The flexible-route bus concept would blend the regularity of traditional bus service with the range of a taxi

Earlier this week we looked at what a large city can do to increase the efficiency of its bus service in a high-density corridor. In Manhattan, bus stops are so crowded that transit officials must find ways for passengers to board more quickly. That's a problem, of course, but in the grand scheme of transit problems it's a pretty good one. At the other end of the spectrum is the challenge of providing reliable service to small cities or sprawling suburbs where residential density and ridership demand are very low.

Most buses operate on a fixed-route system: they pass through a series of predetermined stops that passengers must get to and from on their own. In densely populated places, where the closest bus stop is never too far away, the fixed-route system can work well. But in low-demand areas fixed routes can be terribly inefficient. Stops are spaced so far apart that it can seem like you need a bus just to get to the bus stop. On nights and weekends, or during bad weather, this inconvenience is magnified.

Yanfeng Ouyang, a civil engineering professor at the University of Illinois at Urbana-Champaign, recently set out to address the problem of designing a bus system suitable for low-demand areas. What emerged was an entirely new transit concept that combines the regularity of a fixed-route bus system with the range of a car service. He calls it a "flexible-route transit system."

"The best way to think about it is a combination of the two: the fixed-route and the dial-a-ride," Ouyang says. "So we combine these two and take advantage of both of them in this idea."

Ouyang describes his system in detail in a paper written with Seyed Mohammad Nourbakhsh in the January 2012 issue of Transportation Research Part B. As conceived by the authors, the flexible-route bus would move within a coverage area called a "bus tube." The bus moves back and forth through the tube, passing transfer points along the way. That enables it to maintain the regularity of a traditional bus service.

Unlike a fixed bus, however, the flexible-route bus would pick up and drop off passengers at their precise origins and destinations within the tube's service area. People who need to reach a destination outside the tube are dropped off at transfer points and picked up by another bus that completes the route. The resulting movement would look something like this:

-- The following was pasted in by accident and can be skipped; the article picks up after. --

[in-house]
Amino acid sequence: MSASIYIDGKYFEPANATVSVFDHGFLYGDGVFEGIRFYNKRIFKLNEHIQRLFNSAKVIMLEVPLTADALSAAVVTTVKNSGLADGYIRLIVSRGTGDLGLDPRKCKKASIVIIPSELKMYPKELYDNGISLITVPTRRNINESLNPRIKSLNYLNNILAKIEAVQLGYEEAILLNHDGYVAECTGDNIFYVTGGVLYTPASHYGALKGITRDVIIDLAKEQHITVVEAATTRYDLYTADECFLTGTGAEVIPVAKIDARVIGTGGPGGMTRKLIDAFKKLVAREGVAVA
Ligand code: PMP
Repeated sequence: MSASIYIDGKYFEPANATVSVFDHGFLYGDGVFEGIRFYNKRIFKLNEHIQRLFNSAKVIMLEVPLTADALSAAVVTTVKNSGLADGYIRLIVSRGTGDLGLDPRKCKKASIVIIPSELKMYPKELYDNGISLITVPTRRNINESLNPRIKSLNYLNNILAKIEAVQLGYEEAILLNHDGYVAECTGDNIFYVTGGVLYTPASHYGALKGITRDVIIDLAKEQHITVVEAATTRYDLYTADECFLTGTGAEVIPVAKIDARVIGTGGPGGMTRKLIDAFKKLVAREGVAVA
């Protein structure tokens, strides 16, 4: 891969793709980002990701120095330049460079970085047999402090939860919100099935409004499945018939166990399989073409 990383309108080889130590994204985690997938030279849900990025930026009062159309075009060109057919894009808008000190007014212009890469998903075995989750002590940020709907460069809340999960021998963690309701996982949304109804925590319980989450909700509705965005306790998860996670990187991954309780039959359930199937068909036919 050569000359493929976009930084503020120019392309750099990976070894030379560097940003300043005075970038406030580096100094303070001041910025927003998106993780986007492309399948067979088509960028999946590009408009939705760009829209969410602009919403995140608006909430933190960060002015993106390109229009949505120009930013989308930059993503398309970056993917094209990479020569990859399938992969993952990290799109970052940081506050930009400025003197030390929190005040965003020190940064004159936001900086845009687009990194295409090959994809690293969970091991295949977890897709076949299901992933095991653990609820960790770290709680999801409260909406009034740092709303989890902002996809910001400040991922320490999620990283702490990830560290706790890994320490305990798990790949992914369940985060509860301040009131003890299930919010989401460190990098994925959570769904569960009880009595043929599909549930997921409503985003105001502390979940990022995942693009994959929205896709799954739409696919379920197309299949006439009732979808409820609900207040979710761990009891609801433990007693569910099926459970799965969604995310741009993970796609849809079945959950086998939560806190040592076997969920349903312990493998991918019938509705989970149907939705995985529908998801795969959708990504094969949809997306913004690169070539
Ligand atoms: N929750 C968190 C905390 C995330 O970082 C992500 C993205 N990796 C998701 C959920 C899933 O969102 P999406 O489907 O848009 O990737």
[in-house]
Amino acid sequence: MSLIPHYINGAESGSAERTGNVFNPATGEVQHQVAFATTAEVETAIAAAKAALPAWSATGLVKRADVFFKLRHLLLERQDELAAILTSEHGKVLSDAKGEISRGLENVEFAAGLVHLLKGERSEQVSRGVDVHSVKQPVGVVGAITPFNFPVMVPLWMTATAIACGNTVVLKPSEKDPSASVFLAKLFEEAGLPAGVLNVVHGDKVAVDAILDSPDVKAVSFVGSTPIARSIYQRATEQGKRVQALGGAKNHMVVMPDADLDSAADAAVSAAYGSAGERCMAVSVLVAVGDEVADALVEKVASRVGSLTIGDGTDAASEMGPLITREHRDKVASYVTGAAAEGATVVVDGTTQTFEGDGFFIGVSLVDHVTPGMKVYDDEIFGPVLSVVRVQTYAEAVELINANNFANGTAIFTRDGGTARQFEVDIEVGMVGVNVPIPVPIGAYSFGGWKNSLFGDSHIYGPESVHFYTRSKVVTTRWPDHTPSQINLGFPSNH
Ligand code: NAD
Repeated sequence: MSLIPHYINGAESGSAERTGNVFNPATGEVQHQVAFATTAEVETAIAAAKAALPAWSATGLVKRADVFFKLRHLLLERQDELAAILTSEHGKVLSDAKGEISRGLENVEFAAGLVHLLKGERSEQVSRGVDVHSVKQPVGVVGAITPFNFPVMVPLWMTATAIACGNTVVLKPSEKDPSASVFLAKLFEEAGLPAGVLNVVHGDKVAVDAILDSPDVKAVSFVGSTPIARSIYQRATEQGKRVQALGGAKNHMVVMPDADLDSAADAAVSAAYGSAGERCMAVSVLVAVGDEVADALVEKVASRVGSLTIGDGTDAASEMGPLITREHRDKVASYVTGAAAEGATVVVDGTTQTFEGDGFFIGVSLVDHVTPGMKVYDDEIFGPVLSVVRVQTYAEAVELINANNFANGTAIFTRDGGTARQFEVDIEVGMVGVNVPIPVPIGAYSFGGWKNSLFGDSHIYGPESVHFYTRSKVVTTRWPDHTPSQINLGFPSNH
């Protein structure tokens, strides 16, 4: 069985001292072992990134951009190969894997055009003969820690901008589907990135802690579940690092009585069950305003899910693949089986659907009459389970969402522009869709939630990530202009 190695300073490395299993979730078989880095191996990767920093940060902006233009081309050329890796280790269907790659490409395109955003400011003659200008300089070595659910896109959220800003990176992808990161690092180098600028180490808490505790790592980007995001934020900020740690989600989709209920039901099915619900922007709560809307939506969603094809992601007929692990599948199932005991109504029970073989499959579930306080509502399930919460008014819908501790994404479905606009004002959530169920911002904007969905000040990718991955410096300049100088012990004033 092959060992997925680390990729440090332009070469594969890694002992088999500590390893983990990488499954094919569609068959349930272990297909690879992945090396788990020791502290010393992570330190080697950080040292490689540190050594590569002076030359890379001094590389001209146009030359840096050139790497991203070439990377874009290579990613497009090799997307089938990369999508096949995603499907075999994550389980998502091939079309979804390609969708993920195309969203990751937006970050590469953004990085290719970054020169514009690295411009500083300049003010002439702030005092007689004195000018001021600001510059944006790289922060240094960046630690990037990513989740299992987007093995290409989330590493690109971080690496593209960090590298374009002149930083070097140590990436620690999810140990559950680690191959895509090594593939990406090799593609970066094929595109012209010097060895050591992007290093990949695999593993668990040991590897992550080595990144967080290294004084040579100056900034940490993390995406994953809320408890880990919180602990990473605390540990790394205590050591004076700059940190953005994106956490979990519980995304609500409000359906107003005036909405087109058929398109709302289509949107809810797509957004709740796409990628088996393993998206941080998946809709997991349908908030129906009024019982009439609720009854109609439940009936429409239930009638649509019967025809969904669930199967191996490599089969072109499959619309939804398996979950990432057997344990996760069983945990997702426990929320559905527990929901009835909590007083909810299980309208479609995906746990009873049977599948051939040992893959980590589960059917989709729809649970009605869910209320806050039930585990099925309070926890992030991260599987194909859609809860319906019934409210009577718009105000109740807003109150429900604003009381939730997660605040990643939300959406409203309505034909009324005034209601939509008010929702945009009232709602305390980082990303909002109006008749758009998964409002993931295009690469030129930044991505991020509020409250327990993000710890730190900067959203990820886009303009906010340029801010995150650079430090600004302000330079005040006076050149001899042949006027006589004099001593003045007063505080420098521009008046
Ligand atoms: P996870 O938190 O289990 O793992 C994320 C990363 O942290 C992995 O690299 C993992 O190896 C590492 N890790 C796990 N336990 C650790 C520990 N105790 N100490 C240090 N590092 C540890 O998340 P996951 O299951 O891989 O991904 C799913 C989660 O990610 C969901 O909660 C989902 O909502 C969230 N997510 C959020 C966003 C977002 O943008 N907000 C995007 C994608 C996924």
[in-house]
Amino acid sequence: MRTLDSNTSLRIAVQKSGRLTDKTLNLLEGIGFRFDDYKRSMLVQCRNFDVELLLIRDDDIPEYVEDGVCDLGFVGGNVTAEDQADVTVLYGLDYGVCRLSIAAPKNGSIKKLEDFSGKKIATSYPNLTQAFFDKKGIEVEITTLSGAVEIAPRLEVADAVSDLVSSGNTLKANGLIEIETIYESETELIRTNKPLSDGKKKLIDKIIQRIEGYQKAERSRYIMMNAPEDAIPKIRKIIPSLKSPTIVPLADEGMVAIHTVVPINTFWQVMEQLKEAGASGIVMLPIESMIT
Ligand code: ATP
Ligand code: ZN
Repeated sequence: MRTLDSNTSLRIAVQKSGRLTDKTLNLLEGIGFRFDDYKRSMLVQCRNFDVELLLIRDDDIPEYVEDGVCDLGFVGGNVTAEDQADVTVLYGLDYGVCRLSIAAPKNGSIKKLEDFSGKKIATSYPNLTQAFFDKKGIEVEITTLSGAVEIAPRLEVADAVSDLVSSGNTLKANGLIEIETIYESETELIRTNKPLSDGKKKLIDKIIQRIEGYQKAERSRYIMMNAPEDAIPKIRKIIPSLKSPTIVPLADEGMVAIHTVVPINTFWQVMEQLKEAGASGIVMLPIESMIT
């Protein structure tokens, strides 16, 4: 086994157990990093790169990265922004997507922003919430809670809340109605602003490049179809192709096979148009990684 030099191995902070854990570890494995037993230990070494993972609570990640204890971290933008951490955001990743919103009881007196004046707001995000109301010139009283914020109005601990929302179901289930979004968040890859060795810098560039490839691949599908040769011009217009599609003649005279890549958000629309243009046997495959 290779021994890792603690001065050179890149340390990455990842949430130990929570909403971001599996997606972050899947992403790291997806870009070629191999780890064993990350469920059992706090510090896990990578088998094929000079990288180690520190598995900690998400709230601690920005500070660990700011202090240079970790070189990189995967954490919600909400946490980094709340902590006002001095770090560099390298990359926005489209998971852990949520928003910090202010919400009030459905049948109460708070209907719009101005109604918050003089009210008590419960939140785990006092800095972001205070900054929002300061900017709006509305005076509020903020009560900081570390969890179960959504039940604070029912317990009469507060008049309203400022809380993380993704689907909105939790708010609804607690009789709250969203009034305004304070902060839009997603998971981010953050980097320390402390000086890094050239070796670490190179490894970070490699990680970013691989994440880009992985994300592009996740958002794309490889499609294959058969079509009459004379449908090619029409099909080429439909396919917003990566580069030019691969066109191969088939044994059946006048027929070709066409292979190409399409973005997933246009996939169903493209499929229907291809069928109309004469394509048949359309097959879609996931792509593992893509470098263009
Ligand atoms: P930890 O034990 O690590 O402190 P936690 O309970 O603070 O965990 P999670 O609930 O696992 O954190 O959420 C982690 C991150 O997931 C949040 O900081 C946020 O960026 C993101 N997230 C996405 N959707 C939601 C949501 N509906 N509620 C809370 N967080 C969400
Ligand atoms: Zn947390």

The system would require an information infrastructure similar to that of a dial-a-ride service. Potential passengers would go to a website — or call a central number — and input their point of origin and destination. A dispatcher would alert the nearest driver of the request.

Though the flexible bus may sound a bit confusing on paper, from the passenger's perspective the system is no different from a car service. The total ride might take a bit longer than a cab would, but passengers would be paying less. The service is also much more convenient than a typical bus; passengers no longer have to walk great distances to the nearest stop or, once there, wait great lengths of time for the next bus to arrive. From a passenger desirability standpoint, the system rates quite high. 

In their recent paper, Ouyang and Nourbakhsh compared the cost of their flexible-route system to a fixed-route bus and a taxi service. They found that a standard car service would be desirable only at extremely low levels of demand, somewhere below 4 passengers an hour. Fixed-route buses, as we established, are more cost-effective at great densities. The flexible bus was most cost-effective in the low-to-moderate demand range of about 4 to 40 passengers per hour per square kilometer.

"Think about Chicago downtown: There's very high demand, so there's no incentive to do our system," says Ouyang. "The passengers would not need to walk long distance anyhow. The traditional system would be OK. When demand is lower than a certain threshold our system would be much better. Otherwise, if we do a fixed route system, the distance between the bus stops will be very far, a mile or half a mile, and in a snow storm, or at night, people don't want to do that. That's the whole purpose."

Ouyang believes the flexible-route bus can establish itself on a college campus like Illinois and expand its appeal from there. Helping his cause is the fact that his system has a very low cost of implementation, since it requires no additional lanes or bus stops; the greatest requirements are a central dispatcher, and perhaps some driver training. Perhaps the biggest challenges to implementing the idea is getting people to accept the change, but if worked into a low-demand community gradually — beginning with nights and weekends, for instance — it could be a logical fit.

"In my opinion, it's going to come very naturally in the future," Ouyang says.

Photo by Robert Galbraith/Reuters

About the Author

Eric Jaffe
Eric Jaffe

Eric Jaffe is the former New York bureau chief for CityLab. He is the author of A Curious Madness and The King's Best Highway.

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